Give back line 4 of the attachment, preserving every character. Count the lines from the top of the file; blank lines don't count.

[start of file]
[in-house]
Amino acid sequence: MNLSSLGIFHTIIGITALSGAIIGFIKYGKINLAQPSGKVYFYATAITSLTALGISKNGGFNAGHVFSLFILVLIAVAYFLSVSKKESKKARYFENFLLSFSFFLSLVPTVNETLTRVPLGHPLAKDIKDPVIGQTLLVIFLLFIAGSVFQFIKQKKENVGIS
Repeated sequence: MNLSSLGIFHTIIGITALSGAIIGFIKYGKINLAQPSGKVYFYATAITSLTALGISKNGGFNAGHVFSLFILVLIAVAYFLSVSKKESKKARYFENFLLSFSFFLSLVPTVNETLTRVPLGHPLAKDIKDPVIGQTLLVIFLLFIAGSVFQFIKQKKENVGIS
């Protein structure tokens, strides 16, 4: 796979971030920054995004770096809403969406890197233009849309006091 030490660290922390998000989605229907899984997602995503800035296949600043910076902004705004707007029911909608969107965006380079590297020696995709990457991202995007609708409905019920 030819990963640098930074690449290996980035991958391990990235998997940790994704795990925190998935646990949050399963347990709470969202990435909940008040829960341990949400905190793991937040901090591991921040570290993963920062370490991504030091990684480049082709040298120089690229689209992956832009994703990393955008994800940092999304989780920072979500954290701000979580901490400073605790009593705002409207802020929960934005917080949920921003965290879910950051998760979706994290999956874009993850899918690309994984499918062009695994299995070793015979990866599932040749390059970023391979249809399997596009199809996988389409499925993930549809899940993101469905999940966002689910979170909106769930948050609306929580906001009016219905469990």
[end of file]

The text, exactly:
């Protein structure tokens, strides 16, 4: 796979971030920054995004770096809403969406890197233009849309006091 030490660290922390998000989605229907899984997602995503800035296949600043910076902004705004707007029911909608969107965006380079590297020696995709990457991202995007609708409905019920 030819990963640098930074690449290996980035991958391990990235998997940790994704795990925190998935646990949050399963347990709470969202990435909940008040829960341990949400905190793991937040901090591991921040570290993963920062370490991504030091990684480049082709040298120089690229689209992956832009994703990393955008994800940092999304989780920072979500954290701000979580901490400073605790009593705002409207802020929960934005917080949920921003965290879910950051998760979706994290999956874009993850899918690309994984499918062009695994299995070793015979990866599932040749390059970023391979249809399997596009199809996988389409499925993930549809899940993101469905999940966002689910979170909106769930948050609306929580906001009016219905469990």